More aircraft were purchased from a variety of manufacturers and, in 1912, the Fliegerwaffe took part in the autumn manoeuvres of the Army. These were on a large scale and took place after the crops had been harvested. This was the first time that the air arm had taken part in manoeuvres and the aircraft were allocated to the various army corps. Their task was to reconnoitre and observe the "enemy". Not an easy task as aircraft were very flimsy and not very reliable in those days (100 years ago.) and crashed quite frequently.
As usual there was a review of the troops after the manoeuvres, this included the Fliegerwaffe. The officers were introduced to the Kaiser and, when Lt Mahncke was introduced, the Kaiser said "ah, the man who took my son flying in defiance of my orders" - fortunately said with a smile.
Lt Mahncke was transferred to a Flieger-Batallion stationed in East Prussia. As 1914 approached, the war clouds started to gather and he spent much time and effort in reorganising and reinforcing the air units in East Prussia. In 1914, Lt Mahncke spent his leave in England and was fortunately able to return to Germany without being interned. Mobilisation was in full progress when he returned to East Prussia.
Lt Mahncke had wanted to further his military career and this involved courses at the War Academy for which he had applied. He had been performing staff duties as well as flying in the pre-war period. When the war started he was involved in reconnaissance flights and even took part in the latter part of the Battle of Tannenberg, on foot, and even participated in an infantry charge on enemy positions. He served on both the Eastern and the Western fronts in a variety of flying and staff posts.
The war brought many improvements to military aviation. Despite aircraft becoming more advanced little night flying took place. Advancing From observation and reconnaissance only, aircraft were now used to drop bombs and engage other aircraft. The original arrangement was to allocate aircraft to the various field armies but, later in the war, aircraft were grouped into fighter, bomber and observation units and a Flying Service was set up reporting directly to the General Staff. This was originally headed by a little known staff major who had scant knowledge of flying but who was a brilliant organiser. His name was Maj Thomsen and he was replaced by a Generalleutnant von Hoeppner, whose chief of staff he became. The general kept the German High Command happy while the Chief of Staff did the organising - which worked very well. Lt Mahncke joined this staff.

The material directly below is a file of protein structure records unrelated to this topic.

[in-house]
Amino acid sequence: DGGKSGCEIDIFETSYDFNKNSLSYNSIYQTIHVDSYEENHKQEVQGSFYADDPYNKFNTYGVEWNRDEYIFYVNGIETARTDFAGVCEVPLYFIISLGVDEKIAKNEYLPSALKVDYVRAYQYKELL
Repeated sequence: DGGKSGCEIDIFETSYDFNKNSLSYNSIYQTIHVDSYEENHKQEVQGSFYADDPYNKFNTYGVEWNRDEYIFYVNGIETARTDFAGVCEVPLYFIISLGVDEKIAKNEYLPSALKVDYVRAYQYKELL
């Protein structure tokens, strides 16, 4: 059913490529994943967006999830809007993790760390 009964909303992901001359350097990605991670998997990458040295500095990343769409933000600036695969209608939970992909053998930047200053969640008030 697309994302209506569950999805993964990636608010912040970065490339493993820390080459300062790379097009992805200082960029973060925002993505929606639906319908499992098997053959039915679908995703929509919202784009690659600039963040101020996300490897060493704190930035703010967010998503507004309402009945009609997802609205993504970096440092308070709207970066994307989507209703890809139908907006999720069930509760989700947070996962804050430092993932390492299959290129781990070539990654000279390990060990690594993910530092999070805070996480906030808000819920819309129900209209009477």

Turkey was an ally and received assistance from Germany, including a force of aircraft on the Palestinian Front where the Turks were attempting to block the Suez Canal. In 1916, Lt Mahncke was sent to Palestine to find out what the problems there were and to evaluate the needs of the German forces involved.
He travelled to Constantinople and then by train to Damascus. Here he saw the difficulties under which the Germans operated - long and inefficient supply lines, inadequate numbers, extreme climatic conditions and an increasingly active British opponent. The Arab Revolt had started and the Turks were heavily involved in countering this. Lt Mahncke also undertook a reconnaissance mission over the Suez Canal and received a hot welcome from the British defences - ironically it was the exact-same area where 25 years later his son would be made a Prisoner-of-War.
On his return to France in January 1917, Lt Mahncke was promoted to Hauptmann (Captain). This meant leaving the Fliegerwaffe but, with Thomsen's support, he was accepted for General Staff training. He was however required to serve at the front for a number of months, with the 11th Reserve Division. They were in the line near Arras. The division then moved to a very much more active area near Vimy Ridge. After a period on the staff he was given command of an infantry company in the line. Here he was involved in heavy fighting on Hill 211 countering an Allied attack, enduring heavy artillery barrages and hand-to-hand fighting, with massive losses on both sides. (Of his 122-strong company, only 26 survived - all wounded and one went completely mad and was kept tied up for both the enemy's and their own safety. The descriptions of this fighting in Jochen Mahncke's book "From Kaiser to Hitler" are harrowing in the extreme and reminds one of the similar experiences of the famous German author, Ernst Juenger, as recounted in his books "Storms of Steel" and "Copse 125".)